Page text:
A Back Injury Led to A Fulfilling Cause: Strong Women, Strong Girls

By Lauren Williams, Swimming World Intern

When an injury occurs, there is a moment when every thing is quiet. Then the panic sets in and a million questions rush through our minds: Will I be able to keep swimming? How long will I have to sit out? Can I pull? Can I kick? What do I do now?

For Amanda Wachenfeld, helping girls to gain confidence in themselves was the remedy for a season-ending back injury.

“We were never able to completely diagnose what is wrong with my back,”  she said. “I was in a lot of pain and whatever inflammation that was occurring in my lower back [would] cause weakness and numbness in my legs and feet.”

Wachenfeld began working with Strong Women, Strong Girls after the pain in her lower back forced her to sit out her sophomore season.

SWSG is a mentorship program with chapters along the East Coast from Boston to Pittsburgh. The group aims to foster relationships between college women and preteen girls in local schools and areas to help raise self-confidence and ambition.

To accomplish that, the organization formulated its Countdown to Success Skill curriculum, where mentors meet with 10 to 12 girls. Each lesson includes catching up on everyone’s days, a review of the previous week’s lesson, learning about a contemporary or historical woman, practicing the skills they learned that week and then journaling about it all.

“I felt like I wasn’t doing anything with my time,” Wachenfeld, who is also one of the Tufts team captains, said. “Nothing felt rewarding. I was just doing schoolwork and hanging out with my friends. I didn’t have swimming to get me up or anything.”

After receiving an email from SWSG inviting her to join their team at the Paul Revere site, Wachenfeld seized the opportunity and has not looked back. The civil engineering major jumped at the chance because she loves working with children.

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Before enrolling at Tufts, Wachenfeld built almost six years worth of experience working with children. She worked with a nonprofit for autistic children, taught swim lessons and coached a swim team.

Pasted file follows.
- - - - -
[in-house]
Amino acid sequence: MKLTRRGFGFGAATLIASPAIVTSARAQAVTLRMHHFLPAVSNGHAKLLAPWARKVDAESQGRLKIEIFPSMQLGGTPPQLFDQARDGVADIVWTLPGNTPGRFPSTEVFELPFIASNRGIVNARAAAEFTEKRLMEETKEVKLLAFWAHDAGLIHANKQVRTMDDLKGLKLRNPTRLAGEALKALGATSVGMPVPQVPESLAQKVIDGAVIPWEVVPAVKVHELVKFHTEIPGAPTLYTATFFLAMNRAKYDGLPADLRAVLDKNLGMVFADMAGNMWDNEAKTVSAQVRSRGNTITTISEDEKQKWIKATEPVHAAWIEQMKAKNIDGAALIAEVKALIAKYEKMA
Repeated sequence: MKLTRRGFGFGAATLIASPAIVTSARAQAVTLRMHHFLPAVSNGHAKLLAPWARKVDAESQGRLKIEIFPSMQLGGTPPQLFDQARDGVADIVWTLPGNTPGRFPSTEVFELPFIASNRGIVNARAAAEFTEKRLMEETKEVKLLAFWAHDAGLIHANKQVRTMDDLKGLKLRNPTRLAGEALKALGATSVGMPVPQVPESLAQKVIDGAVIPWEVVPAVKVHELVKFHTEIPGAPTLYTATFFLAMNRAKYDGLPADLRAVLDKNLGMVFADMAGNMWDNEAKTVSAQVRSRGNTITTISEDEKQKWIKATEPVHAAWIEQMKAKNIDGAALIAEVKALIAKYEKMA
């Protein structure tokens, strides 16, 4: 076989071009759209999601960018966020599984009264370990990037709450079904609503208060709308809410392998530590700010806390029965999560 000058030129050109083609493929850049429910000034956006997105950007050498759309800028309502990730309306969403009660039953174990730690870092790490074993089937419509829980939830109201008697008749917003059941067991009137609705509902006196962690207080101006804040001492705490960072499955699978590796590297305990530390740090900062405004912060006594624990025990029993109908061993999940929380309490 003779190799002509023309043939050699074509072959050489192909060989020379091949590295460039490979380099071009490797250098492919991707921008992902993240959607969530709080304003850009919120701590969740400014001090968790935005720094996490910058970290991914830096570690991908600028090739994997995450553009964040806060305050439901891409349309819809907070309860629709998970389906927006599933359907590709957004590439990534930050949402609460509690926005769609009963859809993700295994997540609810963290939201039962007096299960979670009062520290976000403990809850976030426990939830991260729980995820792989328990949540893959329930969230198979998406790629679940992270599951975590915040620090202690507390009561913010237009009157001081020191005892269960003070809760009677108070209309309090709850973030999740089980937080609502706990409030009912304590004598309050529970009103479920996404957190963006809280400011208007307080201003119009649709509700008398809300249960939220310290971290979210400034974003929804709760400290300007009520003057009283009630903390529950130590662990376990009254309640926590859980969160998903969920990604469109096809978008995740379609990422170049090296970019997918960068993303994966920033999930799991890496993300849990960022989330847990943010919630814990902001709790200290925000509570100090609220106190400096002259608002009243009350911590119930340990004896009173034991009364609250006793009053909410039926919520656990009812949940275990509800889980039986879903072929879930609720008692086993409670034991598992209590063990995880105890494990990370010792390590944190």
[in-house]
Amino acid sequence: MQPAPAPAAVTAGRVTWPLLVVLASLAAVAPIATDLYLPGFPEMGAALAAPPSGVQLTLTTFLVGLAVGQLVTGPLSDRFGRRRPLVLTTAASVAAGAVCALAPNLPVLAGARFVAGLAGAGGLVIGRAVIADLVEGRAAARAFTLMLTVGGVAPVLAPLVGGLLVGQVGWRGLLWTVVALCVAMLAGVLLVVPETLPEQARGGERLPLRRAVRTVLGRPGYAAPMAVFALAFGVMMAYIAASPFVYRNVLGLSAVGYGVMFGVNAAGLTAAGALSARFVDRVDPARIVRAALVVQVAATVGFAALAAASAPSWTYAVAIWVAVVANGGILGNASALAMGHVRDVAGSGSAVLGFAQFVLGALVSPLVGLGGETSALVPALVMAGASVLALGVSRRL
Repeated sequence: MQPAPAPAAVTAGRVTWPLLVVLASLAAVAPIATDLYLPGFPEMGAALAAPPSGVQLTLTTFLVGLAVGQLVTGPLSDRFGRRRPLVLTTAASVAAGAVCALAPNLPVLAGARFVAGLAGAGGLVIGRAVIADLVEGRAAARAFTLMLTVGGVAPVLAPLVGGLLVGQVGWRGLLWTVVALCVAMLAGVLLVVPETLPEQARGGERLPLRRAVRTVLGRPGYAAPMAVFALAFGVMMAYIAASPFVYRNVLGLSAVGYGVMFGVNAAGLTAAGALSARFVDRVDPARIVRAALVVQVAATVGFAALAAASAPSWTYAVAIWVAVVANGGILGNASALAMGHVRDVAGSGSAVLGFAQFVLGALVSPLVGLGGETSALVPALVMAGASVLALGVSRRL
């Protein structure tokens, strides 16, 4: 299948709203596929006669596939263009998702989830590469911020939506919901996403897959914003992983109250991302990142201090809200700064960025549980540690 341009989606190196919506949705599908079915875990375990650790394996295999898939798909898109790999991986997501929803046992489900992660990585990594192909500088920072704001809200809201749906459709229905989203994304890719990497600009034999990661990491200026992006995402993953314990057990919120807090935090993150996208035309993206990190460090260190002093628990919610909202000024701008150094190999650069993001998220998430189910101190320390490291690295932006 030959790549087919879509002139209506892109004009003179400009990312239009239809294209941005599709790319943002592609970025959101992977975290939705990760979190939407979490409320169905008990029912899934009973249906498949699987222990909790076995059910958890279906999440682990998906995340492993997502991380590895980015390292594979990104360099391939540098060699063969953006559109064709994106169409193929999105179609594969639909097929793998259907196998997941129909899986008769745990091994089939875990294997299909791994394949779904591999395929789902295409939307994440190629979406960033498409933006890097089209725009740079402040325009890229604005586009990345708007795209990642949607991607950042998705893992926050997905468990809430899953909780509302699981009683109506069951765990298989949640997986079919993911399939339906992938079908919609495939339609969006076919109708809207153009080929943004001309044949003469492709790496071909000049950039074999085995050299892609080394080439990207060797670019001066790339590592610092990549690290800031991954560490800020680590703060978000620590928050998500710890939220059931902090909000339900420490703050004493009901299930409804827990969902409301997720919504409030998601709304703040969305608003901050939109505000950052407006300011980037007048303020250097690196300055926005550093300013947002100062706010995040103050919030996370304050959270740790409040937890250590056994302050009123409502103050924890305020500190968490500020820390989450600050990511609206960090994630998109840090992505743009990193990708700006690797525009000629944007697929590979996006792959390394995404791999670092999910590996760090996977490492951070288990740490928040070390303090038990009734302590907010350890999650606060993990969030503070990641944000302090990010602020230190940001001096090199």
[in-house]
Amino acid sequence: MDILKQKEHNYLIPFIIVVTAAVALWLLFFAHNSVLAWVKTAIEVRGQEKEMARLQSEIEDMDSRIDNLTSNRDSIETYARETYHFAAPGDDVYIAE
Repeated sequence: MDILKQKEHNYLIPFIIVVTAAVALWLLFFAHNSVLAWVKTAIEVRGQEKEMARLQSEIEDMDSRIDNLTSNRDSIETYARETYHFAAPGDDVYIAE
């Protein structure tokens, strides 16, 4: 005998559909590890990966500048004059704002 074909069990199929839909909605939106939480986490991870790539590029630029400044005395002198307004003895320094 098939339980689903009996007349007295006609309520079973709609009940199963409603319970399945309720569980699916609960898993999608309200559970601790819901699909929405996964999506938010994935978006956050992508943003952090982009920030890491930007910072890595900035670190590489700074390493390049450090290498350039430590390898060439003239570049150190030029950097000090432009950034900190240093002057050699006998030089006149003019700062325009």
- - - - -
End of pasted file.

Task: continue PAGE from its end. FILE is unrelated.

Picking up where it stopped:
“I’ve always found it really rewarding to try and make a difference in young people’s lives and give them a different perspective on life,” she said.  “So I signed up and started the spring semester of my sophomore year.”

Wachenfeld loved the experience and was touched by the girls she worked with. When her junior year began, she made time to continue mentoring and still came away with a strong swim season.  She finished in the top 10 at the New England Small Colleges Athletic Conference in the 1,650 with a time of 17:33.52.

“It was great to see how they [the girls] grew from the beginning of the program, where no one really felt comfortable talking to each other  to [where] we wouldn’t have a pause in the conversation,” the distance swimmer said.

During the fall semester, Wachenfeld needed to step away from SWSG because of her hectic schedule. While gone, her fellow mentors and mentees missed the energy she brought.

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“When Amanda couldn’t be with us last semester because of class conflicts, I could really feel the weight of the difference without her. Having her strong presence really changed the dynamic of the classroom,” said fellow SWSG mentor Nora Fleming. “The girls respected and looked up to her. They adored her and they really listened to her like no other person.”

Wachenfeld’s ability to command respect is also prominent on the pool deck. Voted to be one of the captains by her teammates, she not only helps to score points, she is also a person that her teammates turn to.

“She’s not one of those loud, in-your-face type people,” said Tufts Swimming and Diving head coach Nancy Bigelow. “She definitely has your back- she’s very encouraging. I can be 25 yards away and see her talking to somebody and all a sudden that person starts smiling.”

With only one week remaining before the conference championships, Wachenfeld wants to make the most out of her experiences in every aspect of her life.  She acknowledges that it is going to be tough and she plans to take it one step at a time.

“Right now I’m most focused on my swimming,”  she said. “I’m not just looking for a great season for myself, but for my team. I really want to spend my last season with this team doing really well at our final meet. I think that’ll be a great way to finish my four years.”

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Author: Annie Grevers

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Annie (Chandler) Grevers is a staff writer for Swimming World. She swam for the University of Arizona, winning the 100 yard breaststroke at the NCAA DI Championships as a senior in 2010. She was also a member of six NCAA Championship relays during her college career as well as a member of Arizona’s NCAA Championship title in 2008. She represented the United States at the Pan Pacific Games in 2010 and at the Pan American Games in 2011, where she won the 100 breaststroke. She is married to Matt Grevers and resides in Tucson, Arizona.

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